Mike's cowl was a quick and most enjoyable knit. During the few cold snaps we had he kept pinching my Cochal cowl which was part of the 7 skeins club from Kate Davies so I decided he needed one of his own. I used up some lovely Rowan yarn, 'Tapestry', now discontinued which is a shame because it's a lovely yarn to work with.

I really enjoyed the last shawl I made from The Book of Haps, 'Houlland' by Donna Smith which has had many outing recently as the colour goes with so many outfits, and I couldn't wait to get started on my next one,  'Uncia' by Lucy Hague as it's such an interesting construction with every row different.

Having avoided cables for many years (I spent a large part of the late 60s and early 70s knitting Arran jumpers and cardigans!) this has really renewed my love of them. Although one wouldn't really imagine this to be the ideal project for taking with me to wait in hospital corridors it turned out to be be perfect and amazingly I didn't make lots of mistakes.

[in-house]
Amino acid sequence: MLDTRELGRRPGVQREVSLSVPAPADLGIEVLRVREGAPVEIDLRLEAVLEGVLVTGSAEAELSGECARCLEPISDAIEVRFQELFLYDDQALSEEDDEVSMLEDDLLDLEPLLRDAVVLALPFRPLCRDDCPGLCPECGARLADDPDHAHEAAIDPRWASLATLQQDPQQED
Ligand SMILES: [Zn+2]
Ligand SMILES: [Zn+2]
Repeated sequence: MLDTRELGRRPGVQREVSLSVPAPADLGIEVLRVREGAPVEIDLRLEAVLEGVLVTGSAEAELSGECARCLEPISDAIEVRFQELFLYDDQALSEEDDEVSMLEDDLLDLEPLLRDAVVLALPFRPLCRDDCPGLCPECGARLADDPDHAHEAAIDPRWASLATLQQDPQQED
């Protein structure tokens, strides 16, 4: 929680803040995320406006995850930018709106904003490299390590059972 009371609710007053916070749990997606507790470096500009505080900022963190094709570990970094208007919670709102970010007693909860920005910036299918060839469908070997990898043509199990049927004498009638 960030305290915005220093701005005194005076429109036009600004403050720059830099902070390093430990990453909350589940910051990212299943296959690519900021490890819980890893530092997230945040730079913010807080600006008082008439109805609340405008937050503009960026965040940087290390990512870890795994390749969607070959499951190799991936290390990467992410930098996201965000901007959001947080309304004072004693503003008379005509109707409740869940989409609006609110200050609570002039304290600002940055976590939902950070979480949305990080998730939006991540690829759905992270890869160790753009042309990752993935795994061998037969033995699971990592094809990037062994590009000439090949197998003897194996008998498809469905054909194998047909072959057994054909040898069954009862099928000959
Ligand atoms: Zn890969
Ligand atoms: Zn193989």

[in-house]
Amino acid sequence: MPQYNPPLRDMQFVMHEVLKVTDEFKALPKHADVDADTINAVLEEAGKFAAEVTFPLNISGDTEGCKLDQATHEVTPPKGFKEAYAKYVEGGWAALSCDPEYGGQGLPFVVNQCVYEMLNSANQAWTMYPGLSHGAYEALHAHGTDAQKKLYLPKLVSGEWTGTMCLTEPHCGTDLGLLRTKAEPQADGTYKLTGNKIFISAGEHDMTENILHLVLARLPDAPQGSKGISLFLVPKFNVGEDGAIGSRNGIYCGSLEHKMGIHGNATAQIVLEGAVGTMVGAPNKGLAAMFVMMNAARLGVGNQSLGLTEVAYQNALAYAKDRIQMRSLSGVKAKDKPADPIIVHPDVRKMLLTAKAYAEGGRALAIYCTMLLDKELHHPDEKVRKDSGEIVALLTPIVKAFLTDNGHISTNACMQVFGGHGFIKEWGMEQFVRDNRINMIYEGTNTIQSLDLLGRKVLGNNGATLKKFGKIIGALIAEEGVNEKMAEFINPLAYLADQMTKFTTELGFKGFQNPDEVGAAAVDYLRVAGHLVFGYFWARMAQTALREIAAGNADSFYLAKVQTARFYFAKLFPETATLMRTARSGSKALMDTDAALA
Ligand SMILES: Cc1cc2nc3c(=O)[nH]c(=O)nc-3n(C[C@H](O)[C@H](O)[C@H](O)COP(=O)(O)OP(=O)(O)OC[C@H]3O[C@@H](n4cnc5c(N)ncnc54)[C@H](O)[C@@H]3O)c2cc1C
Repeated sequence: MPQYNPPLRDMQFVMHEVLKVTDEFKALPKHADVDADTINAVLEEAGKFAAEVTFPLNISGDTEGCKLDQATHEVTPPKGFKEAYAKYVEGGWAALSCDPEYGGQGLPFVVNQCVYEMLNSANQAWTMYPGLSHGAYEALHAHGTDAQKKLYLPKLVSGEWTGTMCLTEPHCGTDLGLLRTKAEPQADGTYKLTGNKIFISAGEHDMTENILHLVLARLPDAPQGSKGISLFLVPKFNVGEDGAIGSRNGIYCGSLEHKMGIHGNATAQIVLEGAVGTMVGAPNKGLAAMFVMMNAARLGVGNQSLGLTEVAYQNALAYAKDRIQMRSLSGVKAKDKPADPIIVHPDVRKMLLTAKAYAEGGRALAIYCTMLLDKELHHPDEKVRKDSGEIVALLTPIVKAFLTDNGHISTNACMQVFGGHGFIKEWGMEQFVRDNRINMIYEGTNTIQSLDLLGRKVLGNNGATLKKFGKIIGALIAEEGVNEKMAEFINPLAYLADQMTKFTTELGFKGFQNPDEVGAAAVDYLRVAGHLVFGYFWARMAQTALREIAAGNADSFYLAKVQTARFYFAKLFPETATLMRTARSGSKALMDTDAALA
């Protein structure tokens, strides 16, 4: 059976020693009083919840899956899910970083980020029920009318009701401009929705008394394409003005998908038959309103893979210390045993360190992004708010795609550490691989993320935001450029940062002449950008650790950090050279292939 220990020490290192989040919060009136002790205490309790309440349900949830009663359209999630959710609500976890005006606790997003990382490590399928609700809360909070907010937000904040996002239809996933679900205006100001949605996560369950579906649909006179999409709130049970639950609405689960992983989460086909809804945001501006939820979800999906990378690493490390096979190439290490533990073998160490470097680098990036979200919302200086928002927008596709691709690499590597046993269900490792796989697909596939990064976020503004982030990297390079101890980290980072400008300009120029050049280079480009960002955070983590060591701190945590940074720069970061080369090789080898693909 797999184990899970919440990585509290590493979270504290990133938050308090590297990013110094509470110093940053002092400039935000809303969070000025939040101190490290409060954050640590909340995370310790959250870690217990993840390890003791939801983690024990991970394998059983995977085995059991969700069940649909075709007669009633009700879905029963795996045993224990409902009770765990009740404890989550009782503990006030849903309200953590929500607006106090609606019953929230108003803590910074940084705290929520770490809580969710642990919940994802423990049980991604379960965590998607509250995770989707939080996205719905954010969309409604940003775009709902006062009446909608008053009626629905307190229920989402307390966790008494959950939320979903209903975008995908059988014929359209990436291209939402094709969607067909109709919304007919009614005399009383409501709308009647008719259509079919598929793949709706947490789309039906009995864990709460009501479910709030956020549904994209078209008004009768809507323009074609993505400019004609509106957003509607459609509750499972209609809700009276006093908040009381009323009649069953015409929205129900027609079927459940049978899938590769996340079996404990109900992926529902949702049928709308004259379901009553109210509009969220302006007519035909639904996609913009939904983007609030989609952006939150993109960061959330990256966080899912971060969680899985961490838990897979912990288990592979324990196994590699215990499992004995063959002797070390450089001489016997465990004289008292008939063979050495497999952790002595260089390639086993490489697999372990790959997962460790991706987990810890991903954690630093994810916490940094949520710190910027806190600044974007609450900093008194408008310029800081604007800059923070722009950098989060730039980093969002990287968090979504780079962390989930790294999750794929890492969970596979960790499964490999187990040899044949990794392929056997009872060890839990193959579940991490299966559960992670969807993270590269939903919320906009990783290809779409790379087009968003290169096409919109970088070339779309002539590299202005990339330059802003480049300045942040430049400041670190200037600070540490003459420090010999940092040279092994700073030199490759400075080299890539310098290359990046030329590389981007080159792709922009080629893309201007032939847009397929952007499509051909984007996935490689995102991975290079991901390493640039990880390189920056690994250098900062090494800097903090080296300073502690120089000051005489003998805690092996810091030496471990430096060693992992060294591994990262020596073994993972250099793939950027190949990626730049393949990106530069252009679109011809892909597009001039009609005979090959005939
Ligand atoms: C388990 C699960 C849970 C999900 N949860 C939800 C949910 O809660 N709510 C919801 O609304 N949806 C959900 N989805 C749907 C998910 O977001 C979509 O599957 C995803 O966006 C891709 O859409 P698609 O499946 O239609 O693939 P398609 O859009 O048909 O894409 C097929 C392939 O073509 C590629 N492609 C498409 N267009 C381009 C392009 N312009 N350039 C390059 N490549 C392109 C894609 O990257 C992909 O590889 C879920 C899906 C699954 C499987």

The yarn is one of my favourites, Fyberspates Vivacious 4 ply in 'Verdigris' and the colours are perfect for with my dark green winter jacket (no photos, sorry) and it also looks good over my denim dress which you'll see in a subsequent post.

It did take me a while to grasp how to style it well and I found that my preferred way is to drape the largest part over my shoulder and chest equally. It was a most enjoyable knit and is a joy to wear.

There's still more knitting and crochet to show which reminds me I haven't updated my Ravelry page for yonks either.

A Little Visitor

One afternoon I was pulling out weeds in the front garden when I heard Esther, our Haflinger, calling me. I could hear her galloping around and snorting so went to investigate. She came charging up to the gate and she kept looking back towards the stile at the bottom of the field. I couldn't see anything but she was determined to get me to investigate and so we headed off together.

At first I couldn't see anything but as we got closer my eye determined what the fuss was about.........

A little pony in the woods!